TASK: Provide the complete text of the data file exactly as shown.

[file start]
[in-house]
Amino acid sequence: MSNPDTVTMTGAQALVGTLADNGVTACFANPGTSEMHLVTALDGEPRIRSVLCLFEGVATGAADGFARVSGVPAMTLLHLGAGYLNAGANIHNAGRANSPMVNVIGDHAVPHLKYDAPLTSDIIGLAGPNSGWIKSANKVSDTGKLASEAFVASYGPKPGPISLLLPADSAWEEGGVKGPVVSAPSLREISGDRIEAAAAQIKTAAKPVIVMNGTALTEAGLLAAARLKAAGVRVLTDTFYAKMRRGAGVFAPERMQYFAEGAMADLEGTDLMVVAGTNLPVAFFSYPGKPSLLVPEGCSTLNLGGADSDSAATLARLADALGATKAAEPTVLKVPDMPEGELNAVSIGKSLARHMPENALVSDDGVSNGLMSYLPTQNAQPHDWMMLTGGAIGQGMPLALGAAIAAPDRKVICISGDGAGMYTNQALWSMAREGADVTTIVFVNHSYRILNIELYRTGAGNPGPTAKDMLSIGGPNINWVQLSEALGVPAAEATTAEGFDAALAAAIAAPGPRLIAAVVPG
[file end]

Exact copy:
[in-house]
Amino acid sequence: MSNPDTVTMTGAQALVGTLADNGVTACFANPGTSEMHLVTALDGEPRIRSVLCLFEGVATGAADGFARVSGVPAMTLLHLGAGYLNAGANIHNAGRANSPMVNVIGDHAVPHLKYDAPLTSDIIGLAGPNSGWIKSANKVSDTGKLASEAFVASYGPKPGPISLLLPADSAWEEGGVKGPVVSAPSLREISGDRIEAAAAQIKTAAKPVIVMNGTALTEAGLLAAARLKAAGVRVLTDTFYAKMRRGAGVFAPERMQYFAEGAMADLEGTDLMVVAGTNLPVAFFSYPGKPSLLVPEGCSTLNLGGADSDSAATLARLADALGATKAAEPTVLKVPDMPEGELNAVSIGKSLARHMPENALVSDDGVSNGLMSYLPTQNAQPHDWMMLTGGAIGQGMPLALGAAIAAPDRKVICISGDGAGMYTNQALWSMAREGADVTTIVFVNHSYRILNIELYRTGAGNPGPTAKDMLSIGGPNINWVQLSEALGVPAAEATTAEGFDAALAAAIAAPGPRLIAAVVPG